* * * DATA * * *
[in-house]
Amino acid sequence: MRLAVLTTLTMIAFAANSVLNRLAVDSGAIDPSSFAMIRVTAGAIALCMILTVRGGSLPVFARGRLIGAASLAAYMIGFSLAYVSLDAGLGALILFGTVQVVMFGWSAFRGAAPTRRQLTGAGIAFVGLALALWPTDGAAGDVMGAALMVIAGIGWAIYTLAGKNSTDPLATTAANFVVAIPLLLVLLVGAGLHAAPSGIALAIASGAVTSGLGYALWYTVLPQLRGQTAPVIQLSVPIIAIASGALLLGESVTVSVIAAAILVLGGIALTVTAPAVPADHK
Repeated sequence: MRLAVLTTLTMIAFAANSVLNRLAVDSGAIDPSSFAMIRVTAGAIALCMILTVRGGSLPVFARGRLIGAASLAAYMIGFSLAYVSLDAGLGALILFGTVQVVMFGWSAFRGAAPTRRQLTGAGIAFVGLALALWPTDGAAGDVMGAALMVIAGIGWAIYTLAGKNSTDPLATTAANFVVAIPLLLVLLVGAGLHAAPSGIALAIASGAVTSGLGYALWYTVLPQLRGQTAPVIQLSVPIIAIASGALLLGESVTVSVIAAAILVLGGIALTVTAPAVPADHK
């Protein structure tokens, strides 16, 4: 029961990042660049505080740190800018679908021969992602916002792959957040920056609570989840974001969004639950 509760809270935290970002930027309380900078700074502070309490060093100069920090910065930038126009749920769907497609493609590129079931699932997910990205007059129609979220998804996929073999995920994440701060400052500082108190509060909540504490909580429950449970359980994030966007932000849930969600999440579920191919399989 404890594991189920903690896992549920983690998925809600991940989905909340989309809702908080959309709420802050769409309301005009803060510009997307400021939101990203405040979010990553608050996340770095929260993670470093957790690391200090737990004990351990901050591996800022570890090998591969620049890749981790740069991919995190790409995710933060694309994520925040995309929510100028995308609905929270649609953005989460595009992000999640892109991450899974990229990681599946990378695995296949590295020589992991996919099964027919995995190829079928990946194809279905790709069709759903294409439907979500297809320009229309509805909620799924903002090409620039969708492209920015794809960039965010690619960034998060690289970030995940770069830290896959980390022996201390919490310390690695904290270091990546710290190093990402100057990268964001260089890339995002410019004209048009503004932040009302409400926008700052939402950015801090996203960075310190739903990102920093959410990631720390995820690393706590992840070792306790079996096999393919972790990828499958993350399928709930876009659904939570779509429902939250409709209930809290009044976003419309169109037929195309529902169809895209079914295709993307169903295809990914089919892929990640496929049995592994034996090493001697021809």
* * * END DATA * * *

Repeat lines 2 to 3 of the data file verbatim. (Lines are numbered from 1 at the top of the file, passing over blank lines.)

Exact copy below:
Amino acid sequence: MRLAVLTTLTMIAFAANSVLNRLAVDSGAIDPSSFAMIRVTAGAIALCMILTVRGGSLPVFARGRLIGAASLAAYMIGFSLAYVSLDAGLGALILFGTVQVVMFGWSAFRGAAPTRRQLTGAGIAFVGLALALWPTDGAAGDVMGAALMVIAGIGWAIYTLAGKNSTDPLATTAANFVVAIPLLLVLLVGAGLHAAPSGIALAIASGAVTSGLGYALWYTVLPQLRGQTAPVIQLSVPIIAIASGALLLGESVTVSVIAAAILVLGGIALTVTAPAVPADHK
Repeated sequence: MRLAVLTTLTMIAFAANSVLNRLAVDSGAIDPSSFAMIRVTAGAIALCMILTVRGGSLPVFARGRLIGAASLAAYMIGFSLAYVSLDAGLGALILFGTVQVVMFGWSAFRGAAPTRRQLTGAGIAFVGLALALWPTDGAAGDVMGAALMVIAGIGWAIYTLAGKNSTDPLATTAANFVVAIPLLLVLLVGAGLHAAPSGIALAIASGAVTSGLGYALWYTVLPQLRGQTAPVIQLSVPIIAIASGALLLGESVTVSVIAAAILVLGGIALTVTAPAVPADHK